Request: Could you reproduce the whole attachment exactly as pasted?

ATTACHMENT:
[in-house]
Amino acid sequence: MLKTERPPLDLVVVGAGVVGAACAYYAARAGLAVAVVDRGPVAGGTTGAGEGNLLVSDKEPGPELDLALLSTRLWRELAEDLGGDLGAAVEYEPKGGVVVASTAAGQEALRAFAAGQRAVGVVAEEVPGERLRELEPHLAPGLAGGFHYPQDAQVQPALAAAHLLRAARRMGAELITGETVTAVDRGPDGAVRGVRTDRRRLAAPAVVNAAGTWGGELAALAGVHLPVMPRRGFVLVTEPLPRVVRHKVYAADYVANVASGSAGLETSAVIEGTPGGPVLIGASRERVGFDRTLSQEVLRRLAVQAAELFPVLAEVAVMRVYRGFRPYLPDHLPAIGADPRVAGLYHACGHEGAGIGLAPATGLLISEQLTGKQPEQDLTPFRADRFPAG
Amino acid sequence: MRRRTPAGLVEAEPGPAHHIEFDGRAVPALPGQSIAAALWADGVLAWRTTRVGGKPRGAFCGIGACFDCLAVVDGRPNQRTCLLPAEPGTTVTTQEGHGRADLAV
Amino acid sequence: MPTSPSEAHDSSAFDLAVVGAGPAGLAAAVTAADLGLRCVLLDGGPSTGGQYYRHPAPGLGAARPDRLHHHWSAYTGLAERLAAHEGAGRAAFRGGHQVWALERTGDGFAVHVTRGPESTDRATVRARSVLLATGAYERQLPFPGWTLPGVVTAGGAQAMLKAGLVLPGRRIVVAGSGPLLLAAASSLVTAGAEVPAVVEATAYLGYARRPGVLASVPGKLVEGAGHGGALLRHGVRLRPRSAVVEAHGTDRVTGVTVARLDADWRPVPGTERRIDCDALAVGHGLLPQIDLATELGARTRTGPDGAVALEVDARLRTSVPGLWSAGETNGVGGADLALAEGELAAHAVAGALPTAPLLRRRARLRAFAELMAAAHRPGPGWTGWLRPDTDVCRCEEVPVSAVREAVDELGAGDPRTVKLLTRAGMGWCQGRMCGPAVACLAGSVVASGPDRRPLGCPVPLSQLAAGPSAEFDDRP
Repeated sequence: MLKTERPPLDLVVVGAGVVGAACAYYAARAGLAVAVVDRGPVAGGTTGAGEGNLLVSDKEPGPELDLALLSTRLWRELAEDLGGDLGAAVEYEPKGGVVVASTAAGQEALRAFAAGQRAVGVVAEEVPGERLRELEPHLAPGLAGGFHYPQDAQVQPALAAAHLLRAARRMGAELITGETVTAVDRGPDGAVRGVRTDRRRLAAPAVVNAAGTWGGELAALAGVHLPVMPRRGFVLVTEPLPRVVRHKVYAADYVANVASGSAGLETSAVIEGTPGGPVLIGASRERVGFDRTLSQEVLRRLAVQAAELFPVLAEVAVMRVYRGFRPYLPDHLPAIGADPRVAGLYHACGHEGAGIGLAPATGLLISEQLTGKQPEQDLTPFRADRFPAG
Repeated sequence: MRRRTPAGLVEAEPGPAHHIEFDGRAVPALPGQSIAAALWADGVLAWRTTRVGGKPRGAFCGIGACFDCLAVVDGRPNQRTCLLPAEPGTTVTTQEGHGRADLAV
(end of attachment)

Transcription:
[in-house]
Amino acid sequence: MLKTERPPLDLVVVGAGVVGAACAYYAARAGLAVAVVDRGPVAGGTTGAGEGNLLVSDKEPGPELDLALLSTRLWRELAEDLGGDLGAAVEYEPKGGVVVASTAAGQEALRAFAAGQRAVGVVAEEVPGERLRELEPHLAPGLAGGFHYPQDAQVQPALAAAHLLRAARRMGAELITGETVTAVDRGPDGAVRGVRTDRRRLAAPAVVNAAGTWGGELAALAGVHLPVMPRRGFVLVTEPLPRVVRHKVYAADYVANVASGSAGLETSAVIEGTPGGPVLIGASRERVGFDRTLSQEVLRRLAVQAAELFPVLAEVAVMRVYRGFRPYLPDHLPAIGADPRVAGLYHACGHEGAGIGLAPATGLLISEQLTGKQPEQDLTPFRADRFPAG
Amino acid sequence: MRRRTPAGLVEAEPGPAHHIEFDGRAVPALPGQSIAAALWADGVLAWRTTRVGGKPRGAFCGIGACFDCLAVVDGRPNQRTCLLPAEPGTTVTTQEGHGRADLAV
Amino acid sequence: MPTSPSEAHDSSAFDLAVVGAGPAGLAAAVTAADLGLRCVLLDGGPSTGGQYYRHPAPGLGAARPDRLHHHWSAYTGLAERLAAHEGAGRAAFRGGHQVWALERTGDGFAVHVTRGPESTDRATVRARSVLLATGAYERQLPFPGWTLPGVVTAGGAQAMLKAGLVLPGRRIVVAGSGPLLLAAASSLVTAGAEVPAVVEATAYLGYARRPGVLASVPGKLVEGAGHGGALLRHGVRLRPRSAVVEAHGTDRVTGVTVARLDADWRPVPGTERRIDCDALAVGHGLLPQIDLATELGARTRTGPDGAVALEVDARLRTSVPGLWSAGETNGVGGADLALAEGELAAHAVAGALPTAPLLRRRARLRAFAELMAAAHRPGPGWTGWLRPDTDVCRCEEVPVSAVREAVDELGAGDPRTVKLLTRAGMGWCQGRMCGPAVACLAGSVVASGPDRRPLGCPVPLSQLAAGPSAEFDDRP
Repeated sequence: MLKTERPPLDLVVVGAGVVGAACAYYAARAGLAVAVVDRGPVAGGTTGAGEGNLLVSDKEPGPELDLALLSTRLWRELAEDLGGDLGAAVEYEPKGGVVVASTAAGQEALRAFAAGQRAVGVVAEEVPGERLRELEPHLAPGLAGGFHYPQDAQVQPALAAAHLLRAARRMGAELITGETVTAVDRGPDGAVRGVRTDRRRLAAPAVVNAAGTWGGELAALAGVHLPVMPRRGFVLVTEPLPRVVRHKVYAADYVANVASGSAGLETSAVIEGTPGGPVLIGASRERVGFDRTLSQEVLRRLAVQAAELFPVLAEVAVMRVYRGFRPYLPDHLPAIGADPRVAGLYHACGHEGAGIGLAPATGLLISEQLTGKQPEQDLTPFRADRFPAG
Repeated sequence: MRRRTPAGLVEAEPGPAHHIEFDGRAVPALPGQSIAAALWADGVLAWRTTRVGGKPRGAFCGIGACFDCLAVVDGRPNQRTCLLPAEPGTTVTTQEGHGRADLAV